Yamaha Intros Mariachi and Norteño Expansion For PSR-S650 Arranger Keyboard

Yamaha_Keyboard_Mariachi_Norteno_packYamaha has introduced the Mariachi and Norteño Voice and Style expansion pack for their PSR-S650 keyboard. The package, which also includes musical tools for playing TexMex style music, is now available, through the end of September, as a free download with the purchase of a Yamaha PSR-S650 arranger workstation keyboard.

The Mariachi and Norteño Voice and Style expansion pack includes signature sounds that, according to Yamaha, “make these genres come alive”:

  • Mariachi: Real Vihuela, Guitarron, Mariachi trumpets and more;
  • Norteño: Accordions and Bajo Sexto;
  • TexMex: ‘Sophisticated’ harmonies and syncopated drums

The new expansion pack follows on the release of Yamaha’s Banda pack for the arranger keyboard. This new Mariachi-Norteno pack adds to these Mexican musical forms with a varied collection of Gritos (vocal exclamations), and Chifidos (or whistles) that add to the music. The new samples featured in this pack can be integrated into a variety of Mega Voices that can be used for programming Styles and creating playable Voices for performers to use in solos.

Here’s a video demo:

Pricing and Availability

The Mariachi and Norteño Voice and Style expansion pack for the Yamaha PSR-S650 arranger workstation keyboard is available now. Through the end of September, the pack is available as a free download with the purchase of the PSR-S650. For additional information and an audio demo, check the Yamaha PSR arranger keyboard webpage.

11 thoughts on “Yamaha Intros Mariachi and Norteño Expansion For PSR-S650 Arranger Keyboard

    1. seriously, its within our interest to blacklist anything Yamaha until they release a worthwhile synth that is not insulting to our intelligence. FS2R already!

      1. Yamaha is a multinational corporation whose board doesn’t give a rat’s about “blacklisting.” You can’t hold them hostage at all, much less over a superior synthesizer that was too much for most potential buyers. The FS1R is an outstanding synth, but it *is* FM with a more robust waveform compliment, so programming it is no casual feat and too many failed to see how it really spoke when played in real-time, much like the E-Mu Morpheus. If “our” alleged intelligence was that prominent, we’d probably have versions 3 and 4 of both of those by now. I agree with you, because that’s one hell of a MANLY instrument, heh, but if Yam can sell 10,000 PSRs and 300 FS2Rs, you’ll never see a logo-t-shirt of the latter. I’d buy the synth and two of the shirts, myself, *sigh*.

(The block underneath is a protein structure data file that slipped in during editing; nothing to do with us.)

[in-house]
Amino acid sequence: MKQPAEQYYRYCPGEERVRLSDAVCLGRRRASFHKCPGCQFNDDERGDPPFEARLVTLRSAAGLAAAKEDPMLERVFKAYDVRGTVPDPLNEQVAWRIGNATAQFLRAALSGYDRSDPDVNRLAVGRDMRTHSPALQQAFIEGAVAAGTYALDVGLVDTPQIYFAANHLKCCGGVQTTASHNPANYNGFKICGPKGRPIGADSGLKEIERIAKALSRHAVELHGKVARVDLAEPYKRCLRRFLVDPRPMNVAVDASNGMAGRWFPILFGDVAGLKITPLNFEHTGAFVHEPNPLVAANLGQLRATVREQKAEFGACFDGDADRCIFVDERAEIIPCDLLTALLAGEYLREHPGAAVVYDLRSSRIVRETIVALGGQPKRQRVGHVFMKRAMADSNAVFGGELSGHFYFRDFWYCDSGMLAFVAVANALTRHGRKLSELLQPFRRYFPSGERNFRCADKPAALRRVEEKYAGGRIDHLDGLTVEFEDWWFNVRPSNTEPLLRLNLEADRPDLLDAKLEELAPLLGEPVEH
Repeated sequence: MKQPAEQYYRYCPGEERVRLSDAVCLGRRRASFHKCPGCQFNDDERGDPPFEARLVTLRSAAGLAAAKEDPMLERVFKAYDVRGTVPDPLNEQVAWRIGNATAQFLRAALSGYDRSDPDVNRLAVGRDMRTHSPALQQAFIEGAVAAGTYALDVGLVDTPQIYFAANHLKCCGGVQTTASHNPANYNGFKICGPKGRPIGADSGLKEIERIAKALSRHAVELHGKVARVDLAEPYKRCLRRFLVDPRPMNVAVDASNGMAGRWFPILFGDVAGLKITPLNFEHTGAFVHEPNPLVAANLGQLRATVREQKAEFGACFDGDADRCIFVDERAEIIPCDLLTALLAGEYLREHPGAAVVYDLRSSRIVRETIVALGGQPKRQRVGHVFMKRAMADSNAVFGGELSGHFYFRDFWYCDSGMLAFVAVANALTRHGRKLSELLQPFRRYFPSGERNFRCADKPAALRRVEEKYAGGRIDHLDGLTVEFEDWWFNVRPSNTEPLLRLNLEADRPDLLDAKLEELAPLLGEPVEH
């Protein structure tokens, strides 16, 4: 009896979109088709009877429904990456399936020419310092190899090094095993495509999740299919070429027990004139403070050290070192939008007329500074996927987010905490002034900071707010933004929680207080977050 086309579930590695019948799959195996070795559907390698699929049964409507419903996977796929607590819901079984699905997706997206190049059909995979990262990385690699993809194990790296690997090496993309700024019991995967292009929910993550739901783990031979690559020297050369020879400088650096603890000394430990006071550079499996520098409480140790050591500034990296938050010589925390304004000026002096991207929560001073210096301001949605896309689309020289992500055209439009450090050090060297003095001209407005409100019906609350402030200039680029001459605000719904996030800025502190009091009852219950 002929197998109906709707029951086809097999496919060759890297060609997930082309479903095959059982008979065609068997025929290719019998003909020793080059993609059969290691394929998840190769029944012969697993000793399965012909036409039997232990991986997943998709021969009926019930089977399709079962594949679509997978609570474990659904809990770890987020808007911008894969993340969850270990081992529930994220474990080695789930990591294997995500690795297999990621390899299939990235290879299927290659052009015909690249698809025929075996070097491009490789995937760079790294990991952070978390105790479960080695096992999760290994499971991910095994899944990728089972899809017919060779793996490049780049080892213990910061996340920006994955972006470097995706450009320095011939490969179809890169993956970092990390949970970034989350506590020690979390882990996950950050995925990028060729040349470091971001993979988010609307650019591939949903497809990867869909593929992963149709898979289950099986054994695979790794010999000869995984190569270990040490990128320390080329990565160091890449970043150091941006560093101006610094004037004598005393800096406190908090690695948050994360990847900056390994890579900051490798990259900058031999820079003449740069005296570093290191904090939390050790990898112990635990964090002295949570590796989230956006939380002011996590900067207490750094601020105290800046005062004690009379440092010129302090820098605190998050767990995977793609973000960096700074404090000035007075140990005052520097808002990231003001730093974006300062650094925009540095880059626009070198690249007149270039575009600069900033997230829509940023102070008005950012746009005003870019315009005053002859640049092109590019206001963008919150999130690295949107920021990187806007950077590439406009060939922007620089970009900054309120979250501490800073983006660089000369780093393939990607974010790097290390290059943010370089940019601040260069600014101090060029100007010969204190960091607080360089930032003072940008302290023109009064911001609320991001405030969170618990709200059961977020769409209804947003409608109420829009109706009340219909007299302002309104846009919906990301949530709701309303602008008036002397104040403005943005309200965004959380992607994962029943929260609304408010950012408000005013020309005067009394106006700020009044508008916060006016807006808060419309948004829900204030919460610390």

1. Its easy to give lesser, starter-type keyboards the Stinkeye when you’re dreaming of a Prophet-12 or Pittsburgh modular. The thing is, the earliest days of crap Casios are basically gone. The game has changed for the better and while the lowest models can still sound like cheese, I’ve heard very credible sounds from mid-to-high entry synths. Its also fun to have someone sneer at your gear and then you play something so good that they shut their traps like a shot. That’s the real goal. I would not add a PSR to my rig now; it’d be a big step backwards when I’m using Logic as a DAW! However, for someone who is new and enthusiastic, its a good start that can lead to a proper stage piano or an FA-06 later. More people are newbies, pure hobbyists or praise banders than the next Erik Nordlander. Just remember that after a bad granny piano, a new PSR looks like a GX-1 to a kid. Gotta start somewhere!

    1. I wouldn’t call a Yamaha PSR-S650 a ‘starter keyboard’ – it’s really a meat and potatoes performance workstation.

      The focus is more on live performance and sequencing than on synthesis, but these things are surprisingly deep.